Daily persistent headache after a viral illness during a worldwide pandemic may not be a new occurrence: Lessons from the 1890 Russian/Asiatic flu

Research output: Contribution to journalArticlepeer-review

2 Scopus citations

Abstract

New daily persistent headache was first documented in the medical literature in the 1980s. The leading trigger is a viral illness. As we navigate our way thru the current SARS-CoV-2 pandemic, looking back at past viral epidemics may help guide us for what to expect in the near future in regard to headaches as a persistent manifestation of the SARS-CoV-2 infection. The 1890 viral pandemic known as the “Russian or Asiatic flu”, has extensive documentation about the neurologic sequelae that presented months to years after the pandemic ended. One of the complications was daily persistent headache. There are actually many similarities between the viral presentation of the 1890 pandemic and the current SARS-CoV-2 pandemic, which may then suggest that not only will NDPH be part of the neurological sequelae but a possible key consequence of the SARS-CoV-2 infection.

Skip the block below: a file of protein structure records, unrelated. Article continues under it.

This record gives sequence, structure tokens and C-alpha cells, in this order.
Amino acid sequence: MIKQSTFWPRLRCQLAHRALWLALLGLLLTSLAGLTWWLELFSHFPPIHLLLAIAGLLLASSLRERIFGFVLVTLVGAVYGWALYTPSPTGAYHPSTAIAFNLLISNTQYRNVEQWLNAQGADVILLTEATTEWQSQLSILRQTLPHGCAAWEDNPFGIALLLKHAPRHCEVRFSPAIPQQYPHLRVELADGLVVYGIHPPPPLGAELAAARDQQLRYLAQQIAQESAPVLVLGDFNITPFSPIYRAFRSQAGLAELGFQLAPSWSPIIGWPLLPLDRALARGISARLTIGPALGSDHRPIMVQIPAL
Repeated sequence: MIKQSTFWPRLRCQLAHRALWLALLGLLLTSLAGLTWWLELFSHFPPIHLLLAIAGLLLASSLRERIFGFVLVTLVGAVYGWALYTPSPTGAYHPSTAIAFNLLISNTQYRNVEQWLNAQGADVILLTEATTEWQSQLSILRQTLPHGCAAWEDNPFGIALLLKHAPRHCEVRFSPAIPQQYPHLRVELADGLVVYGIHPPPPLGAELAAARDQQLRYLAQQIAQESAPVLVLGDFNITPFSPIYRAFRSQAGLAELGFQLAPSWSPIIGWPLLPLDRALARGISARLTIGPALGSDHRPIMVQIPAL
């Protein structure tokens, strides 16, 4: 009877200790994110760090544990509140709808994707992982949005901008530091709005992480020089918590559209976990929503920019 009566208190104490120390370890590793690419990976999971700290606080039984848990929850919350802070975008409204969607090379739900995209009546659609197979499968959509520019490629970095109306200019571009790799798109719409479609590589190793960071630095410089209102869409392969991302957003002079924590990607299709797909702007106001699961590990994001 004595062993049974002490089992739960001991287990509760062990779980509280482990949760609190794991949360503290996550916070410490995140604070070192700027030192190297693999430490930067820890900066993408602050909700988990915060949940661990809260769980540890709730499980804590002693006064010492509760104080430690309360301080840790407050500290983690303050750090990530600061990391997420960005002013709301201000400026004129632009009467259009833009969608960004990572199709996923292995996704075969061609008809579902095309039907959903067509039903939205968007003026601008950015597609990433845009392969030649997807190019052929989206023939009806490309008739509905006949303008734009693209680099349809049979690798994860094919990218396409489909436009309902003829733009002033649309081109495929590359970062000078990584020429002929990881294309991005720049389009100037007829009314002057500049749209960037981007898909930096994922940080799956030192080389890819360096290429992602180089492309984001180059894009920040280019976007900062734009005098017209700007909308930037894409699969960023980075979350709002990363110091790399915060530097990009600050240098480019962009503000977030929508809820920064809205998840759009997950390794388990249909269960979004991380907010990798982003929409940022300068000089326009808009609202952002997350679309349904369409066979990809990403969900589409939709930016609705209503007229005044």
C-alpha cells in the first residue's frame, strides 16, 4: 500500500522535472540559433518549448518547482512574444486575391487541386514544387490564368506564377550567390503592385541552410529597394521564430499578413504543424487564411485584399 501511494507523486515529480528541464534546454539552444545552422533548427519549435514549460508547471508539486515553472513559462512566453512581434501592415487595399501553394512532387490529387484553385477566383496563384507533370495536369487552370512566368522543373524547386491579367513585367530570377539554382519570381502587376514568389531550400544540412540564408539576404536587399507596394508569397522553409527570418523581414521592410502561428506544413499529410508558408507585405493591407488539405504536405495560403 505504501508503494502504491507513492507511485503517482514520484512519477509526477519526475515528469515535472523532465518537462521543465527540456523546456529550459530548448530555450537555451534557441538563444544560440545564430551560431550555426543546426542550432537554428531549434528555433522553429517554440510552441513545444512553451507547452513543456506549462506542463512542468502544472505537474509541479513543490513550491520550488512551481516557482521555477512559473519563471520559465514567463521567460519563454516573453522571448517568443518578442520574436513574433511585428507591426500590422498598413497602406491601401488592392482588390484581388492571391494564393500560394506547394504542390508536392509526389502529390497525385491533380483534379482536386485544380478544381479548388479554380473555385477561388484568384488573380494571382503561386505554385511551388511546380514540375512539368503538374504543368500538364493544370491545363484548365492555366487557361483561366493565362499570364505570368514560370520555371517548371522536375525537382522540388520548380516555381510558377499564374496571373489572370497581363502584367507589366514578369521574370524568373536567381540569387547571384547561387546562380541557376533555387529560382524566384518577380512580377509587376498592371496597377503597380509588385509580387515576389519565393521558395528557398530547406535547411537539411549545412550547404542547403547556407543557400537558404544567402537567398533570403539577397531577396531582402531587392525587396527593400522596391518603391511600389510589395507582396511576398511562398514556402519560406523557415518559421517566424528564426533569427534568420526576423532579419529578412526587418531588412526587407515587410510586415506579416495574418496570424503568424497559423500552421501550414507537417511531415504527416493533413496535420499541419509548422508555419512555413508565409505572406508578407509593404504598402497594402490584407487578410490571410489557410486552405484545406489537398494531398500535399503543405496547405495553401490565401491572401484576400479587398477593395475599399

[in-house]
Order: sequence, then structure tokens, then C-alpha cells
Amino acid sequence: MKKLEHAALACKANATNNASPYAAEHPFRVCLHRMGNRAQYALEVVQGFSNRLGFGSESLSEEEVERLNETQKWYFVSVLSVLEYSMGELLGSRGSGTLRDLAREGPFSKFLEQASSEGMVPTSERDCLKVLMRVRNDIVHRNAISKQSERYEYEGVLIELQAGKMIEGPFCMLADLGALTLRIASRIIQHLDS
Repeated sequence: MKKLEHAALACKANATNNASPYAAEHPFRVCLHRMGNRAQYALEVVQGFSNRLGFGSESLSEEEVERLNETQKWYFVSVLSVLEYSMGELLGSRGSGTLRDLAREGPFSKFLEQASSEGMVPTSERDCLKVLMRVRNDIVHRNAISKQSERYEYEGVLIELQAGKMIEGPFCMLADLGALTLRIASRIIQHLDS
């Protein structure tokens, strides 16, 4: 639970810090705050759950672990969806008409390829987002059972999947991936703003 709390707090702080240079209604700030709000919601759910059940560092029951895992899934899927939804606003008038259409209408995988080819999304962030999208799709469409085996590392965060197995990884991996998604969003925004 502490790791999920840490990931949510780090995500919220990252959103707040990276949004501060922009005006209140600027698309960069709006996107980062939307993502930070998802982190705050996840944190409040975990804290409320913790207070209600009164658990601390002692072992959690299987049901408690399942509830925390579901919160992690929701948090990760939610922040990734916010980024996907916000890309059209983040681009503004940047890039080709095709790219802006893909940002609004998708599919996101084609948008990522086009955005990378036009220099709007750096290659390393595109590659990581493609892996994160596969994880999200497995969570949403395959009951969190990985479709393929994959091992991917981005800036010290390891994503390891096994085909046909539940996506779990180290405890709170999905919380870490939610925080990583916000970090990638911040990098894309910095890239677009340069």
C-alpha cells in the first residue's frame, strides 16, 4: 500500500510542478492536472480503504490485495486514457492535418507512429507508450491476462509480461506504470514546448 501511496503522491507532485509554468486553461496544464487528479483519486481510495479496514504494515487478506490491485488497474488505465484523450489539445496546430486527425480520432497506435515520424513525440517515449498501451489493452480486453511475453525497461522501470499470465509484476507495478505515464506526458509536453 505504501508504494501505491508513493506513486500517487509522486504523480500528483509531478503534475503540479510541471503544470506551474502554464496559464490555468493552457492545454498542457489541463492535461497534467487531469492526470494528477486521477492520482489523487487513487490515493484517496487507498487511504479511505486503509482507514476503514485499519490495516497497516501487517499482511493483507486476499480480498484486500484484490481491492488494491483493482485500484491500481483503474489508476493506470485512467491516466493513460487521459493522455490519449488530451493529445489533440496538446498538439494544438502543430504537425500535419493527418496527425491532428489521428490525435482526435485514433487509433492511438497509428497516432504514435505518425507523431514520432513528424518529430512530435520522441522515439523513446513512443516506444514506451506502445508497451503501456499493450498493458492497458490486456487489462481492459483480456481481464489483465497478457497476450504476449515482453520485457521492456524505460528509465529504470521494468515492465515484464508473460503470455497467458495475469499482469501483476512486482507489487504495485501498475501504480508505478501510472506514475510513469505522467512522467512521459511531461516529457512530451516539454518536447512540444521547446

Original languageEnglish (US)
Pages (from-to)1406-1409
Number of pages4
JournalCephalalgia
Volume40
Issue number13
DOIs
StatePublished - Nov 1 2020

Keywords

  • headache
  • neurasthenia
  • New daily persistent headache
  • Russian flu
  • SARS-CoV-2
  • viral pandemic

ASJC Scopus subject areas

  • Clinical Neurology

Fingerprint Dive into the research topics of 'Daily persistent headache after a viral illness during a worldwide pandemic may not be a new occurrence: Lessons from the 1890 Russian/Asiatic flu'. Together they form a unique fingerprint.

Cite this